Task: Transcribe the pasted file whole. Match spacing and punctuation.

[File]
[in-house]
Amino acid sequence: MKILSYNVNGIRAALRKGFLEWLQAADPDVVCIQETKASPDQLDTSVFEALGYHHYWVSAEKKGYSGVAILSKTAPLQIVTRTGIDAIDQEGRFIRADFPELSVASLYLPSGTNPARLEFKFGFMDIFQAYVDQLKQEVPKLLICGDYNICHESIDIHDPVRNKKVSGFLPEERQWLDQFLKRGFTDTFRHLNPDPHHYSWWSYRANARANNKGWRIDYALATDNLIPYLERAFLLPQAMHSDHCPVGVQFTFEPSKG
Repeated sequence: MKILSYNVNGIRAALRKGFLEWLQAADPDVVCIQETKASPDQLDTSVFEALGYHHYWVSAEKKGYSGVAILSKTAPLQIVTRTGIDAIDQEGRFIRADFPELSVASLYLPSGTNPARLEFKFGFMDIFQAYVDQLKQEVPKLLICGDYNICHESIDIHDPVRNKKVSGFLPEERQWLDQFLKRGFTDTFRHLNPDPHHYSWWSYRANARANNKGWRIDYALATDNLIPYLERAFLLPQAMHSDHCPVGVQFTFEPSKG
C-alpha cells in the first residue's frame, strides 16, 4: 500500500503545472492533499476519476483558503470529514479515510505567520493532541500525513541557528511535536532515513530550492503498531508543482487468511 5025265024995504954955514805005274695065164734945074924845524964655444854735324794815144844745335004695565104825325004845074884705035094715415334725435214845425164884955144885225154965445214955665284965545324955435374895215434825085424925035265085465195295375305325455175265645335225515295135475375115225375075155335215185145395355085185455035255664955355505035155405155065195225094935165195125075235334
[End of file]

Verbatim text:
[in-house]
Amino acid sequence: MKILSYNVNGIRAALRKGFLEWLQAADPDVVCIQETKASPDQLDTSVFEALGYHHYWVSAEKKGYSGVAILSKTAPLQIVTRTGIDAIDQEGRFIRADFPELSVASLYLPSGTNPARLEFKFGFMDIFQAYVDQLKQEVPKLLICGDYNICHESIDIHDPVRNKKVSGFLPEERQWLDQFLKRGFTDTFRHLNPDPHHYSWWSYRANARANNKGWRIDYALATDNLIPYLERAFLLPQAMHSDHCPVGVQFTFEPSKG
Repeated sequence: MKILSYNVNGIRAALRKGFLEWLQAADPDVVCIQETKASPDQLDTSVFEALGYHHYWVSAEKKGYSGVAILSKTAPLQIVTRTGIDAIDQEGRFIRADFPELSVASLYLPSGTNPARLEFKFGFMDIFQAYVDQLKQEVPKLLICGDYNICHESIDIHDPVRNKKVSGFLPEERQWLDQFLKRGFTDTFRHLNPDPHHYSWWSYRANARANNKGWRIDYALATDNLIPYLERAFLLPQAMHSDHCPVGVQFTFEPSKG
C-alpha cells in the first residue's frame, strides 16, 4: 500500500503545472492533499476519476483558503470529514479515510505567520493532541500525513541557528511535536532515513530550492503498531508543482487468511 5025265024995504954955514805005274695065164734945074924845524964655444854735324794815144844745335004695565104825325004845074884705035094715415334725435214845425164884955144885225154965445214955665284965545324955435374895215434825085424925035265085465195295375305325455175265645335225515295135475375115225375075155335215185145395355085185455035255664955355505035155405155065195225094935165195125075235334